Monthly Archives: January 2011

Language quiz

Here’s a recording in a mystery language. Can you identify the language and where it’s spoken?

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Language, Quiz questions 10 Comments

Sponono yekile

A quick question for you from a visitor to Omniglot: Does anyone know the meaning of the Xhosa phrase “Sponono yekile”? It’s the title of a song, which you can hear on this page. I searched for it in an online Xhosa dictionary without success.

Language, Puzzles 6 Comments

Cave canem!

I received a email today asking when the Spanish word perro (dog) replaced can, a word for dog derived from the Latin canis, which appears in the name Canary Islands, (Islas Canarias in Spanish). The Spanish word perro first appeared in the Diccionario de la Real Academia Española in 1737 [source]; was originally pejorative [source] […]

Catalan, English, Etymology, French, Galician, Language, Latin, Proto-Indo-European, Words and phrases 9 Comments

Gargalesthesia, gongoozler and misodoctakleidism

Here are a few unusual and interesting words that I came across today on this page that I thought I’d share with you. gargalesthesia [ˈgɑːɡəlɪsθiːzɪə] – the sensation caused by tickling, from the Greek gargalos (itching) + esthesia. A medical term that also exists in French (gargalésie). The word gargalos also means bottleneck in Portuguese. […]

Language, Words and phrases 4 Comments

Circassian calligraphy

Recently I was sent a version of the Circassian alphabet which I hadn’t seen before. Today I discovered that it came from a site about Circassian calligraphy, which includes information about it (in Russian) and plenty of examples. Here’s the alphabet: And here’s a sample text: Here you seen this before?

Language, Writing 8 Comments

Name the language

Here’s a recording in a mystery language. Can you identify the language and where it’s spoken?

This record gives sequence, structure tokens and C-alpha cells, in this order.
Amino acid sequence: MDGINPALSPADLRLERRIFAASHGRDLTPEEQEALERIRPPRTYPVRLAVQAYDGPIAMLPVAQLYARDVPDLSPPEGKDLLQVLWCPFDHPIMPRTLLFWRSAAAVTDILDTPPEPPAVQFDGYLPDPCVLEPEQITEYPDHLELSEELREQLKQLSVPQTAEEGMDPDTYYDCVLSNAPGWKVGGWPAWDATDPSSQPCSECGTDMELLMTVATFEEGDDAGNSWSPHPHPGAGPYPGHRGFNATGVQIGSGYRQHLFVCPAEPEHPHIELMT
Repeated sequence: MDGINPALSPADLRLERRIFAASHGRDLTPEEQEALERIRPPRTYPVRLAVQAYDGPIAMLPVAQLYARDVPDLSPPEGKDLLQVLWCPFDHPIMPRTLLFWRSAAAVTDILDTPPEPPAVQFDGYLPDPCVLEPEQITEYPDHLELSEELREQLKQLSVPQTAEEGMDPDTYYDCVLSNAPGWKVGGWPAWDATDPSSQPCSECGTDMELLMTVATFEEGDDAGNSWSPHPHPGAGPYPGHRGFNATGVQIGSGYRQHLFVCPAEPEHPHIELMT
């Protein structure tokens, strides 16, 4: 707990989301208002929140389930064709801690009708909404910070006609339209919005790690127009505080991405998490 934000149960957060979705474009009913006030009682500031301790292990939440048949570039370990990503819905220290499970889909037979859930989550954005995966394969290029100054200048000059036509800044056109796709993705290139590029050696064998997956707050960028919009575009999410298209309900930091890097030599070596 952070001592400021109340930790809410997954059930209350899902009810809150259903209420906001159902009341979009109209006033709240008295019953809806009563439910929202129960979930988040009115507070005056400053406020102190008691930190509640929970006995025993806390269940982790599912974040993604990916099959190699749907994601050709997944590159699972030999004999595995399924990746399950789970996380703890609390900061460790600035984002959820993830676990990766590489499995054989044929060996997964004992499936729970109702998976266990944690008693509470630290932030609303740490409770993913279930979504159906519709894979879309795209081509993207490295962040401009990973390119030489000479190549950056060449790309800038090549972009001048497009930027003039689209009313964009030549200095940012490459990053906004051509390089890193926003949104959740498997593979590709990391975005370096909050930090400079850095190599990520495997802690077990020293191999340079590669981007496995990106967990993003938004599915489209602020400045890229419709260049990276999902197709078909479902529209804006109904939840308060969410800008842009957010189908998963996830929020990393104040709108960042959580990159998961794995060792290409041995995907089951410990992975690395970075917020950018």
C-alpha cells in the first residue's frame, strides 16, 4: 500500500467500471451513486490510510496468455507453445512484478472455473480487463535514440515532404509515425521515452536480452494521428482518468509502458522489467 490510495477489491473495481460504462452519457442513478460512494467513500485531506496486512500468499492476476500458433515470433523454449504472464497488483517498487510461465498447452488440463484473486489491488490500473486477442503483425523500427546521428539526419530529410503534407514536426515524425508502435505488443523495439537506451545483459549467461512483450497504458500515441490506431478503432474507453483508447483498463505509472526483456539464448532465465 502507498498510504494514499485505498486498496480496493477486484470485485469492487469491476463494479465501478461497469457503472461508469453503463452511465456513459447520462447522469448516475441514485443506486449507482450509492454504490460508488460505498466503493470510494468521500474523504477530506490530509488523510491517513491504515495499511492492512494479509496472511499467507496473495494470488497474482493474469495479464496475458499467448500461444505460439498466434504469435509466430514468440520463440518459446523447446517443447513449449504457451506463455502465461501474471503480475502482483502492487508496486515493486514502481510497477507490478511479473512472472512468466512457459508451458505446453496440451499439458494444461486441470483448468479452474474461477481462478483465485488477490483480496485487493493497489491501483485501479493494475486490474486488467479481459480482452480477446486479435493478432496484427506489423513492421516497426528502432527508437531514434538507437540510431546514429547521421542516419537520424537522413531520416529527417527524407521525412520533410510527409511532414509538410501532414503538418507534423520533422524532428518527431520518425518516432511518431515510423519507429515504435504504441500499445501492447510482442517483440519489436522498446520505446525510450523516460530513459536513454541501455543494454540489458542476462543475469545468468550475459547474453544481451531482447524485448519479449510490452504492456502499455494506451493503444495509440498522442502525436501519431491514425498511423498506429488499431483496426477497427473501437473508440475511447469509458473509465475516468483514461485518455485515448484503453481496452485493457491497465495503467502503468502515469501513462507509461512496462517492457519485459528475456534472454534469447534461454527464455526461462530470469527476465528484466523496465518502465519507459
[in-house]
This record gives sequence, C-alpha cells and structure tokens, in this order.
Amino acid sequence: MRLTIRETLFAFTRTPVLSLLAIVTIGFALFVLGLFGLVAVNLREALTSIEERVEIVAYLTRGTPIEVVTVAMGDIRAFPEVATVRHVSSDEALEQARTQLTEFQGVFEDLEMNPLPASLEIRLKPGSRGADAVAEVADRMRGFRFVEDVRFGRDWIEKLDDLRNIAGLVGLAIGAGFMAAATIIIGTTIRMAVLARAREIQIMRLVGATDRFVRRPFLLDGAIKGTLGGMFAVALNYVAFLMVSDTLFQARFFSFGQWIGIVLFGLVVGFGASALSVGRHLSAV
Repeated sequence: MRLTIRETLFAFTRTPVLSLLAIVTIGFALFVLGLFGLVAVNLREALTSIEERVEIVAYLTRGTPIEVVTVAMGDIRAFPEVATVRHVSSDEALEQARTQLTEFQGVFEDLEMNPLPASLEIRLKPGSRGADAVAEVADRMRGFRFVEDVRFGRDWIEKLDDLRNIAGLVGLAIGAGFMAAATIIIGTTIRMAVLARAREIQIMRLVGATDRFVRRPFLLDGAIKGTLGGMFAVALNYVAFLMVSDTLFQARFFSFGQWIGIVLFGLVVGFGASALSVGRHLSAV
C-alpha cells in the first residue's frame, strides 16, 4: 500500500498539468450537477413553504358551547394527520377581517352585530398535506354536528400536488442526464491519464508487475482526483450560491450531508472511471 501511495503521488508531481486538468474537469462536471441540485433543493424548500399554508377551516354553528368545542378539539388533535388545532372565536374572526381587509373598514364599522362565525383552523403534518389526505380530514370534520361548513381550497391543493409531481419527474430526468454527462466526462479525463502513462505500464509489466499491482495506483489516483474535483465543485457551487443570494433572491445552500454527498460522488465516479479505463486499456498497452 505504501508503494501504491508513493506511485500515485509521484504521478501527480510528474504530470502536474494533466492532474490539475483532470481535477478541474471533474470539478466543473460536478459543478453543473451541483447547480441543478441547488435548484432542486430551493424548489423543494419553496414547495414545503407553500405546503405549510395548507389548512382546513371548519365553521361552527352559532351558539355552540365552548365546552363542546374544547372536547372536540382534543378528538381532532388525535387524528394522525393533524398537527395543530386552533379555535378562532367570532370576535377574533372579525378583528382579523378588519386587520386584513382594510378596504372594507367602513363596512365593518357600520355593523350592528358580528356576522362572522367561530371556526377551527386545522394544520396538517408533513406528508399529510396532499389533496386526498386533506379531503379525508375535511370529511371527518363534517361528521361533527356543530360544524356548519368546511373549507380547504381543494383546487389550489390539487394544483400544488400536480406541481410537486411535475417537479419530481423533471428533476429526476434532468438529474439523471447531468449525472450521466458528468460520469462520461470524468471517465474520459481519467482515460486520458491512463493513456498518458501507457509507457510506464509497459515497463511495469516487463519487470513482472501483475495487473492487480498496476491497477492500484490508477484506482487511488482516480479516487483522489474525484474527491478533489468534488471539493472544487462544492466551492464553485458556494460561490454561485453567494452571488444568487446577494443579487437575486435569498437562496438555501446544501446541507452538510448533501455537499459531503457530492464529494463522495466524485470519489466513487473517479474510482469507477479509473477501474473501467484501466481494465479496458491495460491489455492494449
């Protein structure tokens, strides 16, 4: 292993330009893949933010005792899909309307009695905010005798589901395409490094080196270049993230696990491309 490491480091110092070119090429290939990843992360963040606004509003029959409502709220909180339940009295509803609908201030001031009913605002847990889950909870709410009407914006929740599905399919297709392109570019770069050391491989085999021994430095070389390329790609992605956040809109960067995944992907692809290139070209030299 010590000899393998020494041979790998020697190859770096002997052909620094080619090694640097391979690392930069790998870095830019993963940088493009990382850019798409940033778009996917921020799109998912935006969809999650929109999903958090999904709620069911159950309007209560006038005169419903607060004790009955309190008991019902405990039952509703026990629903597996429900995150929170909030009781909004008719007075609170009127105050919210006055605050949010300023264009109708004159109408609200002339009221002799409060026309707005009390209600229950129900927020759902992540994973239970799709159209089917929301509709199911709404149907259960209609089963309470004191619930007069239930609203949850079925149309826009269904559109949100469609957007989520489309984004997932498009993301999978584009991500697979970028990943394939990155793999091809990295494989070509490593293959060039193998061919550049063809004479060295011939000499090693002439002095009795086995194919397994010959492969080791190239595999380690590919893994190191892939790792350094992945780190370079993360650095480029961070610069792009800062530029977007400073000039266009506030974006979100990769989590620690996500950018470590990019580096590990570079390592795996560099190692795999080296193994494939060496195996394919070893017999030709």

Language, Quiz questions 14 Comments

Study Abroad is Essential For Language Majors

Today we have a guest post by Lindsey Wright. Nearly everyone will take a language course in college. For some students, the course simply fills a general education requirement by giving them basic knowledge of a language, while others plan to study a language extensively in college. However, for people to truly grasp a language, […]

Language, Language learning 2 Comments

Hands and pockets

In English when you know something or somewhere well, you can say that you “know it like the back of your hand” or that you “know it inside out / back to front / upside down”. If you’re talking about people, you might say “I know him/her/them like I know myself.” Yesterday I learnt that […]

English, French, German, Language, Spanish, Turkish, Words and phrases 20 Comments

Taverns, columns and caps

What do the words in the title of this post have in common? Well, they all originally come from Etruscan, according to Nicholas Ostler in Ad Infinitum – A Biography of Latin and the World it Created, one of the books I’m reading at the moment. The English word tavern dates from the late 13th […]

English, Etymology, French, Language, Latin, Words and phrases 7 Comments

Bellies, bags and bellows

Yesterday a friend asked me whether bellyache was considered rude or vulgar, and whether tummy ache or stomach ache were preferable in formal conversation. I thought that the word belly might be seen as vulgar and/or informal by some; that stomach ache might be better in formal situations, and that tummy ache tends to be […]

English, Etymology, Irish, Language, Latin, Old Norse, Welsh, Words and phrases 11 Comments